And there is this. Stop, look, do.

Labyrinths and Other Journeys

Occasionally, despite the bright glow and blue skies of summer, life ruptures and one loses the path. So I found myself this summer. Looking back upon this year, I will recall it as a triad: the most rewarding, the most difficult, and the saddest of my life.
The pressures of 2014 were beyond forecasting: planning, marketing, launching, negotiating, and defending a new Master's program in China - a world 180 degrees around the planet; renovating and re-envisoning a new EMC complete with Maker's space; a very short time line to fund, gather partners, plan, deliver, and assess BREAKAWAY in El Salvador; changing of leadership at Champlain—and then my staff; and most monumental of all caring for and then losing my parents.

The rewards—lovely new students and friends and a new perspective from half world away; a new "family" in El Salvador and discovering that love does not hold language as a boundary; finally verification that BREAKAWAY changes behavior; a new starting point and new vision for emergent media at Champlain; strength in partnerships at Champlain; and knowing that my siblings and myself alongside our spouses, and our children honored our parents and surrounded them with love in their final years.
And yet life winds about in and back on itself. I feel lost without the true foundation of my parents' presence. I keep turning back to find them but they are no longer here. I twist and fall like a top out of balance.
Today Coby Brownell shared a beautiful design piece he was working on inspired in part by the collections of paraphernalia on our desks at the EMC and in particular a folded paper Pegasus given to my by Brendan after completing BREAKAWAY. I was reminded of an email my father once sent responding to a 2010 post in this blog. Perhaps in this way he was answering my search.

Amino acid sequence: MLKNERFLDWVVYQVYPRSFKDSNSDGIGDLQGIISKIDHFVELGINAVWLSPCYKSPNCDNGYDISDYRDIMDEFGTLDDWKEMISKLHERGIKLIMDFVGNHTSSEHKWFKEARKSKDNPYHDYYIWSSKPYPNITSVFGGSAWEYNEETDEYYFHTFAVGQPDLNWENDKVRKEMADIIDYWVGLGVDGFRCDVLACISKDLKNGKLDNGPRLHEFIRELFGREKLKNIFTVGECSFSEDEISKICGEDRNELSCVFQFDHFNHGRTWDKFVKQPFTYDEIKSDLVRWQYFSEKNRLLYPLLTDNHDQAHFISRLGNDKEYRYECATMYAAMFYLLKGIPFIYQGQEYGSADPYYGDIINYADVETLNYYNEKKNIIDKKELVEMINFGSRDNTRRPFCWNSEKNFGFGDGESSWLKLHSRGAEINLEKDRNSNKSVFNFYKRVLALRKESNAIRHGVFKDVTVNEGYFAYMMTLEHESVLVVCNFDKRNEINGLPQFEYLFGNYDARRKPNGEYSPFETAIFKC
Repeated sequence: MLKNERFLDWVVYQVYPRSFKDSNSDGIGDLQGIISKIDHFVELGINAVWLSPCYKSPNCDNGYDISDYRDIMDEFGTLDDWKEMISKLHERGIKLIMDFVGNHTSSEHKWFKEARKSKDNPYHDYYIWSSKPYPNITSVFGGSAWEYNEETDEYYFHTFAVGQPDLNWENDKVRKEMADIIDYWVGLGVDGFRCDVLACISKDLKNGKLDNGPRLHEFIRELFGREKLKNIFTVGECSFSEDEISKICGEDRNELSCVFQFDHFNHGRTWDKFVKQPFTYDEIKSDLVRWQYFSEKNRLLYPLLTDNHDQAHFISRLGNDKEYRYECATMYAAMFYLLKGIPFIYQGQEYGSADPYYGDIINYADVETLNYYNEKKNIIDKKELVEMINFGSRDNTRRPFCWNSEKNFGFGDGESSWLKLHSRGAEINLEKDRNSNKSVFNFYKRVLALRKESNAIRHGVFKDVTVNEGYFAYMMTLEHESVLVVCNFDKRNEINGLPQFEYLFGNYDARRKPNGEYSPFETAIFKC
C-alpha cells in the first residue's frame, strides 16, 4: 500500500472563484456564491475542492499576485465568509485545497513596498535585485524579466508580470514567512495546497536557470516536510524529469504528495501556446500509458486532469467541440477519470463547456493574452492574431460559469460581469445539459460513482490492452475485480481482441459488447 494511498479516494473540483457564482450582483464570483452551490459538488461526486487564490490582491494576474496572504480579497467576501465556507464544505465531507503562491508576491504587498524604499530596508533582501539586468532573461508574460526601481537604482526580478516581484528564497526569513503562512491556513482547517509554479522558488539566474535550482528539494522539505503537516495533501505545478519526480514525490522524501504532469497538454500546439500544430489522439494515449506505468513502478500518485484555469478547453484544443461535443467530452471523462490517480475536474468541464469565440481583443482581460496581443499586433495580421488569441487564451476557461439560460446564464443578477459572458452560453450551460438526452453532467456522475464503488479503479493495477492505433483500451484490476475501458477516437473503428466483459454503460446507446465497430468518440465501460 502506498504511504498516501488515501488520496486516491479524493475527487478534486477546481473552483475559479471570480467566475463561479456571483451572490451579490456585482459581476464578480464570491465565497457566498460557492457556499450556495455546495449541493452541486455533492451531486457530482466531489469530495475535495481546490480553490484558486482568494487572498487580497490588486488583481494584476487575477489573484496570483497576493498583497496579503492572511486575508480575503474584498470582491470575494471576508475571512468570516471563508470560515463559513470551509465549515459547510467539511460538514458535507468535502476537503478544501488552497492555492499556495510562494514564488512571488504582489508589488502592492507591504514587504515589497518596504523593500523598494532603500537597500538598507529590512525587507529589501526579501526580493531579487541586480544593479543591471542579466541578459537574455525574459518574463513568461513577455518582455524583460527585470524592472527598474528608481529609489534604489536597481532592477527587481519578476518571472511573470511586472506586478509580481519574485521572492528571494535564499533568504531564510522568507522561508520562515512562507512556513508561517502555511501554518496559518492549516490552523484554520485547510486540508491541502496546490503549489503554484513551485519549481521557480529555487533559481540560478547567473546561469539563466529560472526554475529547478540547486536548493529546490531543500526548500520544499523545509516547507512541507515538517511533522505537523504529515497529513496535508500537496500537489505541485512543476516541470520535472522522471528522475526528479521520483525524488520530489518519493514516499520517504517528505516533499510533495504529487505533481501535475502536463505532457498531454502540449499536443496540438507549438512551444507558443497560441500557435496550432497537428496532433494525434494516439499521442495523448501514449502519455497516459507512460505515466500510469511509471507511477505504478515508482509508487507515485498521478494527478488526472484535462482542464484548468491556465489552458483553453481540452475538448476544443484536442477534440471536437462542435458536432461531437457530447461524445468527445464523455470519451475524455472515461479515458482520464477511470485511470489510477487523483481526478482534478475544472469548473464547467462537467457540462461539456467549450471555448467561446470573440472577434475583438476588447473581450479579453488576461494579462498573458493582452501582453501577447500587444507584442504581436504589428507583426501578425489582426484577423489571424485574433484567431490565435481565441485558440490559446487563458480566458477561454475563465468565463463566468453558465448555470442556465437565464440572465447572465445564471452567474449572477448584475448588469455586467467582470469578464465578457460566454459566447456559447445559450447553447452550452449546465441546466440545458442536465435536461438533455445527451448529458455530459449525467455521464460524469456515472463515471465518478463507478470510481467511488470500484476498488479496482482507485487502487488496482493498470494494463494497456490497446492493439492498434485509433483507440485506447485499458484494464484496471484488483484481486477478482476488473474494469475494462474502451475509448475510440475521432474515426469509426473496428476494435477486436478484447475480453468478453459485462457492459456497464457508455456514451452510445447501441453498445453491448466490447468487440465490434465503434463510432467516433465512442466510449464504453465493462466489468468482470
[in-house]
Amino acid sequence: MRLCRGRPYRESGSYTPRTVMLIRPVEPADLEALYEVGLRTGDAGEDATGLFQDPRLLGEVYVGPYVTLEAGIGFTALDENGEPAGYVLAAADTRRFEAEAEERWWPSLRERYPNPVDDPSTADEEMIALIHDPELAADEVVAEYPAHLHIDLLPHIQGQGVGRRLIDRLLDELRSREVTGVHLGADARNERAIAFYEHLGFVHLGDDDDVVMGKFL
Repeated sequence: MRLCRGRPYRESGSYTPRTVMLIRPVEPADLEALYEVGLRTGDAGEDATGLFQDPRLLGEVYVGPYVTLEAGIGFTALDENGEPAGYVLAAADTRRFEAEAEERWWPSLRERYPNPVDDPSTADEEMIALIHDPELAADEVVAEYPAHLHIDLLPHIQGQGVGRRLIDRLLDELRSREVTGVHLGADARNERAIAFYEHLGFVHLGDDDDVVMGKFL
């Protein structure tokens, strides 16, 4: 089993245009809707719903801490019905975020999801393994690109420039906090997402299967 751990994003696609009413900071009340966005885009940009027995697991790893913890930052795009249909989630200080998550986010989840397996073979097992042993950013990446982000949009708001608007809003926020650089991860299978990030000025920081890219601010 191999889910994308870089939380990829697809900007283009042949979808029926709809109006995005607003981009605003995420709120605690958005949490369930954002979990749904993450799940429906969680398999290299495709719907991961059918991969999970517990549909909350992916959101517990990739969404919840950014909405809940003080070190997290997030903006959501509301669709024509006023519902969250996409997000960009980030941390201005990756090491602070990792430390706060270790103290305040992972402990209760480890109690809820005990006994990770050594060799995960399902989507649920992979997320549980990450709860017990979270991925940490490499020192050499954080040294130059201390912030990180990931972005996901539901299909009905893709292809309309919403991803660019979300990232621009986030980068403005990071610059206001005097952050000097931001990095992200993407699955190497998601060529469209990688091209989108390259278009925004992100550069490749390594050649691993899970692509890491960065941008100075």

Icarus and Pegasus
Ann
 Home from the hospital and opening your blog brought tears to my eyes.
Your paintings are fantastic.  The way you describe how and why you paint is pure poetry. Your art and poetry dazzle me. 
 In the story of the winged horse Pegasus, wings represent imagination.  If we lose our imagination we fail and fall. If we persevere we shine like the sun. You and your blog shines like the sun. 

Love
Dad 

Pegasus took his rider on flights unimaginable, so mentored I have been pursuing pathways and vistas beyond my day-to-day. Through Peace Village I have experienced the meditation of the labyrinth and with a new set of eyes I discovered, alongside my sister Theresa and sister-in-law Joanne, the Priory Retreat House with its wise woman, and the labyrinth embracing an old pine. A labyrinth allows us to symbolically and metaphorically follow life's path to a central point and then follow the path out again as in the Hero's Journey with wisdom to share.  Birth leads us to death leading us to rebirth.